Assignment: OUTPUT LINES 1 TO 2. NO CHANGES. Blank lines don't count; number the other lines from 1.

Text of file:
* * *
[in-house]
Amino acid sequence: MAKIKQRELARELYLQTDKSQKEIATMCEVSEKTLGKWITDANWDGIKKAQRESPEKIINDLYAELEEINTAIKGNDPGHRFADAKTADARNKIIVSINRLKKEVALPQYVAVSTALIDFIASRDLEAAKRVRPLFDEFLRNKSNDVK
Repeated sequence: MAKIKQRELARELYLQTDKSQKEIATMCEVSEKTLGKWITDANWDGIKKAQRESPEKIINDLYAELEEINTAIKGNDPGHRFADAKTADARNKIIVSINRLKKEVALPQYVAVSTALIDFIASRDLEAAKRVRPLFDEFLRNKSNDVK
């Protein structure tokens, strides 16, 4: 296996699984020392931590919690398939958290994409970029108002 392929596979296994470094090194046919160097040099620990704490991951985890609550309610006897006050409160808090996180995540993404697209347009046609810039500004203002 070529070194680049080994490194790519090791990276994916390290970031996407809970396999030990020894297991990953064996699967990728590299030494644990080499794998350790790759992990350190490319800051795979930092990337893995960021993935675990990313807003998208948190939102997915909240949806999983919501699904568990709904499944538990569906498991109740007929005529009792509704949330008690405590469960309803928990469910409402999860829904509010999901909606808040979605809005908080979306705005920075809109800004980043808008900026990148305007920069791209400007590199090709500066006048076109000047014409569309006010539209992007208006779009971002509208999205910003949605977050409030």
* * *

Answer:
[in-house]
Amino acid sequence: MAKIKQRELARELYLQTDKSQKEIATMCEVSEKTLGKWITDANWDGIKKAQRESPEKIINDLYAELEEINTAIKGNDPGHRFADAKTADARNKIIVSINRLKKEVALPQYVAVSTALIDFIASRDLEAAKRVRPLFDEFLRNKSNDVK